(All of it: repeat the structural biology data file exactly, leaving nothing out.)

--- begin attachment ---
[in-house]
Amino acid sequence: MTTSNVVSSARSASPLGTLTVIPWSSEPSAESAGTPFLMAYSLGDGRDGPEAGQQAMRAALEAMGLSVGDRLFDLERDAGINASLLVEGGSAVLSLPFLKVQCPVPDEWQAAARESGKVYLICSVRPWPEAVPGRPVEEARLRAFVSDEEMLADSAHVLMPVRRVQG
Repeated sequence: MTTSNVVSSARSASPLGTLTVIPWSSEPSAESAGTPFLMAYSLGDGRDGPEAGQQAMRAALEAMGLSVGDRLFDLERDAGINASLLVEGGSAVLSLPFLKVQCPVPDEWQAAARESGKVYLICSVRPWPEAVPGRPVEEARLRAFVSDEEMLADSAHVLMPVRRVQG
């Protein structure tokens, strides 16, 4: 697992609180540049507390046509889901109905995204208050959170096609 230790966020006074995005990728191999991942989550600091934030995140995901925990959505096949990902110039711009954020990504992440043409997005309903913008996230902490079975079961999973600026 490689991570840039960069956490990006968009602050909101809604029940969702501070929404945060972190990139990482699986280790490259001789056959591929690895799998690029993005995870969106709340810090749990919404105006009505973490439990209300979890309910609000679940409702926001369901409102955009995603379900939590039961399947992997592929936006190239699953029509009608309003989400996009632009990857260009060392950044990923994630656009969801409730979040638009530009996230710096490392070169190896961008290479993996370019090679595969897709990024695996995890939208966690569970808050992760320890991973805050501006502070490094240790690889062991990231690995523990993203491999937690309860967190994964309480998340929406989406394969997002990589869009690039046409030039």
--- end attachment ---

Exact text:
[in-house]
Amino acid sequence: MTTSNVVSSARSASPLGTLTVIPWSSEPSAESAGTPFLMAYSLGDGRDGPEAGQQAMRAALEAMGLSVGDRLFDLERDAGINASLLVEGGSAVLSLPFLKVQCPVPDEWQAAARESGKVYLICSVRPWPEAVPGRPVEEARLRAFVSDEEMLADSAHVLMPVRRVQG
Repeated sequence: MTTSNVVSSARSASPLGTLTVIPWSSEPSAESAGTPFLMAYSLGDGRDGPEAGQQAMRAALEAMGLSVGDRLFDLERDAGINASLLVEGGSAVLSLPFLKVQCPVPDEWQAAARESGKVYLICSVRPWPEAVPGRPVEEARLRAFVSDEEMLADSAHVLMPVRRVQG
């Protein structure tokens, strides 16, 4: 697992609180540049507390046509889901109905995204208050959170096609 230790966020006074995005990728191999991942989550600091934030995140995901925990959505096949990902110039711009954020990504992440043409997005309903913008996230902490079975079961999973600026 490689991570840039960069956490990006968009602050909101809604029940969702501070929404945060972190990139990482699986280790490259001789056959591929690895799998690029993005995870969106709340810090749990919404105006009505973490439990209300979890309910609000679940409702926001369901409102955009995603379900939590039961399947992997592929936006190239699953029509009608309003989400996009632009990857260009060392950044990923994630656009969801409730979040638009530009996230710096490392070169190896961008290479993996370019090679595969897709990024695996995890939208966690569970808050992760320890991973805050501006502070490094240790690889062991990231690995523990993203491999937690309860967190994964309480998340929406989406394969997002990589869009690039046409030039």